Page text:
I wish you all Happy Reading and may you let your imagination reach for new heights!!!
Profile Image for Tharindu Dissanayake.
282 reviews506 followers
January 16, 2023
"I'm a priest of Brightvision the True."

Annotations R Awesome!

That was a significant leap in book length from Mistborn 2nd era! I really hope there will be a sequel to this one. I still would've rated this 5-stars even without the annotations, but Sanderson added a complete dimensions with those thoughts/ logic of his.

Review to come.

"-- My life to yours. My Breath become yours --"
Profile Image for MischaS_.
785 reviews1,340 followers
December 27, 2019
To all of those who kept recommending Sanderson's books to me. I should have listened to you sooner.

I decided that Warbreaker would be a great start to Sanderson after it was recommended to me by several people, and I liked that it could be considered a standalone even if it's getting a sequel which it really needs!

I had no idea what to expect from this, and I was pleasantly surprised. I won't say that I love everything about this book because that was not the case. But even being unhappy about certain things was so much fun that I did not care.

I do not have much to say about the story, so, I will only write a bit about the characters.

Vasher, definitely my favourite POV, I wish there was more of those. And honestly, part of the reason why I enjoyed that so much was Nightblood. The whole best "character" in the entire book! I could read the whole book from Nightblood's POV.

Siri is still a bit of an enigma for me. I love her then I dislike her then I'm unsure about her then I'm annoyed by her and then all above. She was introduced as a free-spirited girl, but that aspect was very soon lost. She was so obedient. I expected her to flip and scream at the next person who calls her "Vessel". Like, come on! How was she okay with that?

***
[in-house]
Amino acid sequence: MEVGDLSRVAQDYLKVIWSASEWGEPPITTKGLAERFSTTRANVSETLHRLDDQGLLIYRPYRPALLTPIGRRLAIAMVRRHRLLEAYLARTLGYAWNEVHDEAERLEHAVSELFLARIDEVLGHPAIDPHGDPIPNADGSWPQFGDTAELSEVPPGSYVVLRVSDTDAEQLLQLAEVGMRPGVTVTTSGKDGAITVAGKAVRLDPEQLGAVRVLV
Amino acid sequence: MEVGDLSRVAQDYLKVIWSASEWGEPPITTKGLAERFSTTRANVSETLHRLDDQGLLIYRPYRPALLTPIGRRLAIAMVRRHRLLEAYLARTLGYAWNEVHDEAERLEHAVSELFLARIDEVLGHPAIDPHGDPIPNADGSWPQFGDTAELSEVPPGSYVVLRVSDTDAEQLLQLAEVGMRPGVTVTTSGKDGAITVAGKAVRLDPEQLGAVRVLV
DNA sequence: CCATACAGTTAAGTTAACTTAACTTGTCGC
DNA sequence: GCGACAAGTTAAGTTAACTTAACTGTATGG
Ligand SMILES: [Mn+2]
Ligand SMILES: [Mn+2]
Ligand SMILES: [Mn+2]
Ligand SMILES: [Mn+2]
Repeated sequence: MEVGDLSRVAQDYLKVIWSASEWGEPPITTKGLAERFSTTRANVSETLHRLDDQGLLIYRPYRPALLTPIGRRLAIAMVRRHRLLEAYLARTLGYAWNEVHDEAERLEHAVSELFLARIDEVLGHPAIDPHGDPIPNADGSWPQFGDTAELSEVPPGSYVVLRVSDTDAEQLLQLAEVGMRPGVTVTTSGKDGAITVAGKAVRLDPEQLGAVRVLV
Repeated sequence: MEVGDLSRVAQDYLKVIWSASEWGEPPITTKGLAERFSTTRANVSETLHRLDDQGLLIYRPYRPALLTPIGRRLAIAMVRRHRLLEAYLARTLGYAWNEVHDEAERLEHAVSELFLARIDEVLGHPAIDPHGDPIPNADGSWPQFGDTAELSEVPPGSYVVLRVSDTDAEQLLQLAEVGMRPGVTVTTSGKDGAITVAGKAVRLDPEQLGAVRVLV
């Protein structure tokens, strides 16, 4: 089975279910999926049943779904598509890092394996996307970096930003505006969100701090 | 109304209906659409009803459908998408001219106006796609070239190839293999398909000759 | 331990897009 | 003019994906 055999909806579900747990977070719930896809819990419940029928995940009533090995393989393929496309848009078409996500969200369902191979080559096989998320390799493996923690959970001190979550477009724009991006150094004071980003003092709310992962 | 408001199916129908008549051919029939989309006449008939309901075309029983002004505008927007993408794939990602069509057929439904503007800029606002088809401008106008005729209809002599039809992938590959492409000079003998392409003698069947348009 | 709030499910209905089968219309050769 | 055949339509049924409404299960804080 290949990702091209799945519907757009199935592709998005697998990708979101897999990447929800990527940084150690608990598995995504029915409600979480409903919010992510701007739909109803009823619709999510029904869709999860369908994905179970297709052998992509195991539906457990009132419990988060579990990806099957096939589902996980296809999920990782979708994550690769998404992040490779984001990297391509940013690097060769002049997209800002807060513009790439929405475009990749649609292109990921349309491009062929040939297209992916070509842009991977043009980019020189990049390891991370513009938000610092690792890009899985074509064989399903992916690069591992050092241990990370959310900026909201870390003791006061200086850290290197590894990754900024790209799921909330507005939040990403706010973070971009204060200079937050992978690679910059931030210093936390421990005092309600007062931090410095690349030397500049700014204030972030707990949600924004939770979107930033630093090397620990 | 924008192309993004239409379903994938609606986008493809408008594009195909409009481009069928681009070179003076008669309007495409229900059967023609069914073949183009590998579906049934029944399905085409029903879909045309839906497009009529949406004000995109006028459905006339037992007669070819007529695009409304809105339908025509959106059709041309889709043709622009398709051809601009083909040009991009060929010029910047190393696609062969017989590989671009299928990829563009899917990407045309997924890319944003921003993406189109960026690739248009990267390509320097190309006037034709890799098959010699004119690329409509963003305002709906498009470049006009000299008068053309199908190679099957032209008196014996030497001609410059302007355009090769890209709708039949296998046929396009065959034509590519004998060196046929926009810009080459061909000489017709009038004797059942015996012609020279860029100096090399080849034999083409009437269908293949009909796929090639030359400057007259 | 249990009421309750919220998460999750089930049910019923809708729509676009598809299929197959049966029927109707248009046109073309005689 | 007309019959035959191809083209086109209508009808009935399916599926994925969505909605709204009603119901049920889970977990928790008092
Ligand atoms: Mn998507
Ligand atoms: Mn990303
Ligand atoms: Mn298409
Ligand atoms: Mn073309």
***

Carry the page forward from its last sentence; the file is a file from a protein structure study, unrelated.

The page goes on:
But then she got into the "scheming", and it was so much fun. I had fingers crossed for a showdown between her and Blushweaver.

Vivenna. It's very surprising at; first I thought that I would prefer her to Siri, but in the end, I just wanted her to keep quiet and get lost.
I have to say that sometimes when I turned the page and saw that the next POV was her's, I felt a bit sad, and I hoped for Vasher's instead. Denth and Tonk Fah were mostly the only reason why I could get through her chapters. This duo is so much fun, and I would not be angry to get more of these two! Denth and Tonk reminded me a bit about Mr Croup and Mr Vandemar, which made me so happy and wanting more of them.
Together with Nightblood, the best parts of the book. I wondered if they were meant to be only a comic aspect to the book or something to carry Vivenna's chapters, but I quickly decided against that and started listening to what Denth was saying and doing!
It's also why I'm so annoyed with Vivenna; she was all about how she was prepared for Hallandren that they taught her everything but then she has a meltdown when she sees a Lifeless. What preparation.
She's constantly bragging about not judging people but judges everyone all the time. "Poor Jewels, she is a Drab." Then. "Poor, Stupid Jewels, she does not realise how poor she is that she's Drab."